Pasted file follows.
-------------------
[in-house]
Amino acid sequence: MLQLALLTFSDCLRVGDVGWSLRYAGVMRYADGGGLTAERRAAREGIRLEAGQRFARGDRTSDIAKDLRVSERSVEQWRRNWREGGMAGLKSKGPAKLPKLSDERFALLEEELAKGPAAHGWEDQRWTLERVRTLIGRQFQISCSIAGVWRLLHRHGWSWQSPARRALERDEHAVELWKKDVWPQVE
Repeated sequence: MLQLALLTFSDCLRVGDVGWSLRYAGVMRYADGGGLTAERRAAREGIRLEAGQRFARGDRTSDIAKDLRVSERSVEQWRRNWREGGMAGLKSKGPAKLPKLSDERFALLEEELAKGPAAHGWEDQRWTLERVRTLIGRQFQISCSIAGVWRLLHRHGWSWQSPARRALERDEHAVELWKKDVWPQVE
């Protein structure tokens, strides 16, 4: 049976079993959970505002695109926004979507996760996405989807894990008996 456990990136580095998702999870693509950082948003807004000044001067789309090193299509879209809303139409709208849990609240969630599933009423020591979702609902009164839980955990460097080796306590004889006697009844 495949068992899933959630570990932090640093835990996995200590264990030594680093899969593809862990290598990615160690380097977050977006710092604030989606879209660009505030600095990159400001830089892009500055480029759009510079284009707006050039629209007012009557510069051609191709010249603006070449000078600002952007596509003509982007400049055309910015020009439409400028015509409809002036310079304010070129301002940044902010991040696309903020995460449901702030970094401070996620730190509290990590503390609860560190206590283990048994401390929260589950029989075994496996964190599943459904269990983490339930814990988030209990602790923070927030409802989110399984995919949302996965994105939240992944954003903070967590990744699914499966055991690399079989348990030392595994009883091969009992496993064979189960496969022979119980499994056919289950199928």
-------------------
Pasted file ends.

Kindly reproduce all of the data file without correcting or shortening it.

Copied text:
[in-house]
Amino acid sequence: MLQLALLTFSDCLRVGDVGWSLRYAGVMRYADGGGLTAERRAAREGIRLEAGQRFARGDRTSDIAKDLRVSERSVEQWRRNWREGGMAGLKSKGPAKLPKLSDERFALLEEELAKGPAAHGWEDQRWTLERVRTLIGRQFQISCSIAGVWRLLHRHGWSWQSPARRALERDEHAVELWKKDVWPQVE
Repeated sequence: MLQLALLTFSDCLRVGDVGWSLRYAGVMRYADGGGLTAERRAAREGIRLEAGQRFARGDRTSDIAKDLRVSERSVEQWRRNWREGGMAGLKSKGPAKLPKLSDERFALLEEELAKGPAAHGWEDQRWTLERVRTLIGRQFQISCSIAGVWRLLHRHGWSWQSPARRALERDEHAVELWKKDVWPQVE
């Protein structure tokens, strides 16, 4: 049976079993959970505002695109926004979507996760996405989807894990008996 456990990136580095998702999870693509950082948003807004000044001067789309090193299509879209809303139409709208849990609240969630599933009423020591979702609902009164839980955990460097080796306590004889006697009844 495949068992899933959630570990932090640093835990996995200590264990030594680093899969593809862990290598990615160690380097977050977006710092604030989606879209660009505030600095990159400001830089892009500055480029759009510079284009707006050039629209007012009557510069051609191709010249603006070449000078600002952007596509003509982007400049055309910015020009439409400028015509409809002036310079304010070129301002940044902010991040696309903020995460449901702030970094401070996620730190509290990590503390609860560190206590283990048994401390929260589950029989075994496996964190599943459904269990983490339930814990988030209990602790923070927030409802989110399984995919949302996965994105939240992944954003903070967590990744699914499966055991690399079989348990030392595994009883091969009992496993064979189960496969022979119980499994056919289950199928």